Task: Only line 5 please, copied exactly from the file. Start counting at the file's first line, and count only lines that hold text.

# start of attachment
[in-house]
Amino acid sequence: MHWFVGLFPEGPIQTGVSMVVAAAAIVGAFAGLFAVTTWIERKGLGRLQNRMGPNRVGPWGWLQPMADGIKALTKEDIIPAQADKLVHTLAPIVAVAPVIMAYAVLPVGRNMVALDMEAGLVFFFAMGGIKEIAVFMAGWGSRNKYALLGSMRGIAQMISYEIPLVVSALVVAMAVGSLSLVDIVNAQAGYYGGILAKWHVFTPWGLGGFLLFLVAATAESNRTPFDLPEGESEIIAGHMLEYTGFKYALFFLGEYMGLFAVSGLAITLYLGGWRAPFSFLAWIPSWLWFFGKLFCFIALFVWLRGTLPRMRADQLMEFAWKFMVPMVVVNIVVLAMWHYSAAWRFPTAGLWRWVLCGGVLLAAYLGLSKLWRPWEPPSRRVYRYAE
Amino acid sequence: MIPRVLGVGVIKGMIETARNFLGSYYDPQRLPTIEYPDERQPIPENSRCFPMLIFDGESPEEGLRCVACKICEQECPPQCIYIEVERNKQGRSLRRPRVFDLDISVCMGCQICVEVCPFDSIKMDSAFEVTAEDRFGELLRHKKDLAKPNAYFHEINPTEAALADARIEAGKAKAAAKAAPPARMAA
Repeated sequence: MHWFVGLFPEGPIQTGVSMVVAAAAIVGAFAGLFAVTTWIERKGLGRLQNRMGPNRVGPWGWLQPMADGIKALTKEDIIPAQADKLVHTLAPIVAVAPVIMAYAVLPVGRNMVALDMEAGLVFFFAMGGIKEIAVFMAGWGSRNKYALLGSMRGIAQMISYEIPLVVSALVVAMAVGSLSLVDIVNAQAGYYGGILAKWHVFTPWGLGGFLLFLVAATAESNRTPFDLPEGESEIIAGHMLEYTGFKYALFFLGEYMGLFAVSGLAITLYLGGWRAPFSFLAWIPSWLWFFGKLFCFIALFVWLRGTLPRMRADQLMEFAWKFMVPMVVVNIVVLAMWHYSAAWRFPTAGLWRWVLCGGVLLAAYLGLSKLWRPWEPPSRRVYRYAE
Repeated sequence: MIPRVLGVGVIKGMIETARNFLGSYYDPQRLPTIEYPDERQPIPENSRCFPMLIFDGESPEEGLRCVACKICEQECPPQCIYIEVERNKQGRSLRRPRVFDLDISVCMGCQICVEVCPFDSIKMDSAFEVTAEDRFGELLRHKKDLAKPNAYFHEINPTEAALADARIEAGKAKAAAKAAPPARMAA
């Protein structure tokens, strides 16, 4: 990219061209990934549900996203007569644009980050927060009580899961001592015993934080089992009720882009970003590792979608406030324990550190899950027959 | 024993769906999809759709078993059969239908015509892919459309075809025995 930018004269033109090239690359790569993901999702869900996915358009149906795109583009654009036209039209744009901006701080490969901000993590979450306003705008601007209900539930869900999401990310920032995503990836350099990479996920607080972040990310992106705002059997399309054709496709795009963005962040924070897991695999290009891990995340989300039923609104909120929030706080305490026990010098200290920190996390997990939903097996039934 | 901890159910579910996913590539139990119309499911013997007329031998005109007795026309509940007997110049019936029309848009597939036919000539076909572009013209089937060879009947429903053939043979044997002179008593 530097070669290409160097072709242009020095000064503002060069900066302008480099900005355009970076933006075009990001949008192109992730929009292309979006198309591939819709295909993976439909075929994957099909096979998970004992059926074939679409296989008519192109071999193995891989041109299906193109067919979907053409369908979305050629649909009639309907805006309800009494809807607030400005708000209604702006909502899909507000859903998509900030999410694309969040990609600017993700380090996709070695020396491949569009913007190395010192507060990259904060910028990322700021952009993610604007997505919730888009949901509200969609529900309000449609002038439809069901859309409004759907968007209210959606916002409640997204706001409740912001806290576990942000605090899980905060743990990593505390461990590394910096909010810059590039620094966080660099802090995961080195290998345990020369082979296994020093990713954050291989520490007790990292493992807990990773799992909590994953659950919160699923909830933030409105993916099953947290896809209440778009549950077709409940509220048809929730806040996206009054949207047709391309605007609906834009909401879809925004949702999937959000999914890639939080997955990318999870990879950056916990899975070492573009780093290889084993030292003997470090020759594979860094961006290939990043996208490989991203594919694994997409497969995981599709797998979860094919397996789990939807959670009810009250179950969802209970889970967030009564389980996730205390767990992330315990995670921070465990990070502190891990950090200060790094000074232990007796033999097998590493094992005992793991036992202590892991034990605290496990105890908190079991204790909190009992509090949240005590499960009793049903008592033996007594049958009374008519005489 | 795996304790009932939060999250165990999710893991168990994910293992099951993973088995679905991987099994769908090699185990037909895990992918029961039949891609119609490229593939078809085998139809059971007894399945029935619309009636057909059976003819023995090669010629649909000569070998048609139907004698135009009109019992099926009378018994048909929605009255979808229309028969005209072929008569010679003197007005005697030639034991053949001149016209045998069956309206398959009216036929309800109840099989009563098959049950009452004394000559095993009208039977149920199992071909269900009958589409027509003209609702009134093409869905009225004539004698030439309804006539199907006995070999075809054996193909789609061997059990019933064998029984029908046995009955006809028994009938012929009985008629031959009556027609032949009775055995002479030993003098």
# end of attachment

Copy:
Repeated sequence: MIPRVLGVGVIKGMIETARNFLGSYYDPQRLPTIEYPDERQPIPENSRCFPMLIFDGESPEEGLRCVACKICEQECPPQCIYIEVERNKQGRSLRRPRVFDLDISVCMGCQICVEVCPFDSIKMDSAFEVTAEDRFGELLRHKKDLAKPNAYFHEINPTEAALADARIEAGKAKAAAKAAPPARMAA